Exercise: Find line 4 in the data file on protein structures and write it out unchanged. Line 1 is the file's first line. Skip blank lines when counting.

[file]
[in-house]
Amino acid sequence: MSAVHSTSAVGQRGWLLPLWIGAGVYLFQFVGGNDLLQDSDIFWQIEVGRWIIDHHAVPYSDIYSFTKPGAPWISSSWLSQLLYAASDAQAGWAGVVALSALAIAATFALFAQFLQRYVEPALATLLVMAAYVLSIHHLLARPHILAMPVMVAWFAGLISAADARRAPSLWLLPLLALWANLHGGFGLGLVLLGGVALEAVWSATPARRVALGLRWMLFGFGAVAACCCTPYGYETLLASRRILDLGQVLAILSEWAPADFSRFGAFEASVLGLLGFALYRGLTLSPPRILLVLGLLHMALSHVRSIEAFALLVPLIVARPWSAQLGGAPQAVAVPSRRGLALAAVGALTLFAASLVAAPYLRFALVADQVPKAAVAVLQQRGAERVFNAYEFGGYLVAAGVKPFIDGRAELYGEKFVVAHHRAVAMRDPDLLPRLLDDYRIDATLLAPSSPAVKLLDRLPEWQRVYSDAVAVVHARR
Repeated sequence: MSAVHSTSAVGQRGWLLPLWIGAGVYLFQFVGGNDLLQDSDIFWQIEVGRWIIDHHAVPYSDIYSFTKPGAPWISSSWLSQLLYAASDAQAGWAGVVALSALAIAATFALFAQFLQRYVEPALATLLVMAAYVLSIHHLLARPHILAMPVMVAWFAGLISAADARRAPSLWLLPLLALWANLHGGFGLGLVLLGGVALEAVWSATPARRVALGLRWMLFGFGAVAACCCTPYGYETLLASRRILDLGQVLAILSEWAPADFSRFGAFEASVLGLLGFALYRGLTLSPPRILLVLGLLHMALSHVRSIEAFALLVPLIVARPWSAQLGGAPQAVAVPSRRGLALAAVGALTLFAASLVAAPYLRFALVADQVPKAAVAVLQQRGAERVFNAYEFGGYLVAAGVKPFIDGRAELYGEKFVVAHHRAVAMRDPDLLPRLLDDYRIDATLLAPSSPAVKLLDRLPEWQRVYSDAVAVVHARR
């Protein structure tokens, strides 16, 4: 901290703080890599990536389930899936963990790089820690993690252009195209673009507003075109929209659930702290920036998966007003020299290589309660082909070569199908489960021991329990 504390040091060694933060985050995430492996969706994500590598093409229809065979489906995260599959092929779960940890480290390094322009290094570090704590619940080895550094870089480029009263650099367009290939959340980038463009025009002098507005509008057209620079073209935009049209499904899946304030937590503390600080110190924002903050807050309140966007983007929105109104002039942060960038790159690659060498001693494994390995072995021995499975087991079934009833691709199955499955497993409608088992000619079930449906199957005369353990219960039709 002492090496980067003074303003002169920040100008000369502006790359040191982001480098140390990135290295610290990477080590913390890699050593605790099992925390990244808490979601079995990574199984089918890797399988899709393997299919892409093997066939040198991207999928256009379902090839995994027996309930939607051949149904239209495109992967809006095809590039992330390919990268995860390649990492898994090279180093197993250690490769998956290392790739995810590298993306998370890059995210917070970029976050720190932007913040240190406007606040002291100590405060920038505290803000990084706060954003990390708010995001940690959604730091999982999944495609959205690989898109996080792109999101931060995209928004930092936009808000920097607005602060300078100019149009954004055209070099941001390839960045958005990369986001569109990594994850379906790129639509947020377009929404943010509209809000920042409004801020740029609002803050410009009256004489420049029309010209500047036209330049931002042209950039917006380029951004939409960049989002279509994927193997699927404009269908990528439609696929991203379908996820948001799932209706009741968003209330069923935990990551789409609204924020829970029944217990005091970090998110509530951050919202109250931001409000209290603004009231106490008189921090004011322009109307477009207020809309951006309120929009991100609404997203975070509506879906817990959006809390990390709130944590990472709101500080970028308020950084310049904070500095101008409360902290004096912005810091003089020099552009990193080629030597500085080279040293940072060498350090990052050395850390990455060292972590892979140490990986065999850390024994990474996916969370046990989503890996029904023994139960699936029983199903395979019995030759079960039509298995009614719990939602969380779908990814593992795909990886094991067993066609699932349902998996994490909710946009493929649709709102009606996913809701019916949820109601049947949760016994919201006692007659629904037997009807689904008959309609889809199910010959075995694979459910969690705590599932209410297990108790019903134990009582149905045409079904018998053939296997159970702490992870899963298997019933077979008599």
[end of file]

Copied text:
């Protein structure tokens, strides 16, 4: 901290703080890599990536389930899936963990790089820690993690252009195209673009507003075109929209659930702290920036998966007003020299290589309660082909070569199908489960021991329990 504390040091060694933060985050995430492996969706994500590598093409229809065979489906995260599959092929779960940890480290390094322009290094570090704590619940080895550094870089480029009263650099367009290939959340980038463009025009002098507005509008057209620079073209935009049209499904899946304030937590503390600080110190924002903050807050309140966007983007929105109104002039942060960038790159690659060498001693494994390995072995021995499975087991079934009833691709199955499955497993409608088992000619079930449906199957005369353990219960039709 002492090496980067003074303003002169920040100008000369502006790359040191982001480098140390990135290295610290990477080590913390890699050593605790099992925390990244808490979601079995990574199984089918890797399988899709393997299919892409093997066939040198991207999928256009379902090839995994027996309930939607051949149904239209495109992967809006095809590039992330390919990268995860390649990492898994090279180093197993250690490769998956290392790739995810590298993306998370890059995210917070970029976050720190932007913040240190406007606040002291100590405060920038505290803000990084706060954003990390708010995001940690959604730091999982999944495609959205690989898109996080792109999101931060995209928004930092936009808000920097607005602060300078100019149009954004055209070099941001390839960045958005990369986001569109990594994850379906790129639509947020377009929404943010509209809000920042409004801020740029609002803050410009009256004489420049029309010209500047036209330049931002042209950039917006380029951004939409960049989002279509994927193997699927404009269908990528439609696929991203379908996820948001799932209706009741968003209330069923935990990551789409609204924020829970029944217990005091970090998110509530951050919202109250931001409000209290603004009231106490008189921090004011322009109307477009207020809309951006309120929009991100609404997203975070509506879906817990959006809390990390709130944590990472709101500080970028308020950084310049904070500095101008409360902290004096912005810091003089020099552009990193080629030597500085080279040293940072060498350090990052050395850390990455060292972590892979140490990986065999850390024994990474996916969370046990989503890996029904023994139960699936029983199903395979019995030759079960039509298995009614719990939602969380779908990814593992795909990886094991067993066609699932349902998996994490909710946009493929649709709102009606996913809701019916949820109601049947949760016994919201006692007659629904037997009807689904008959309609889809199910010959075995694979459910969690705590599932209410297990108790019903134990009582149905045409079904018998053939296997159970702490992870899963298997019933077979008599």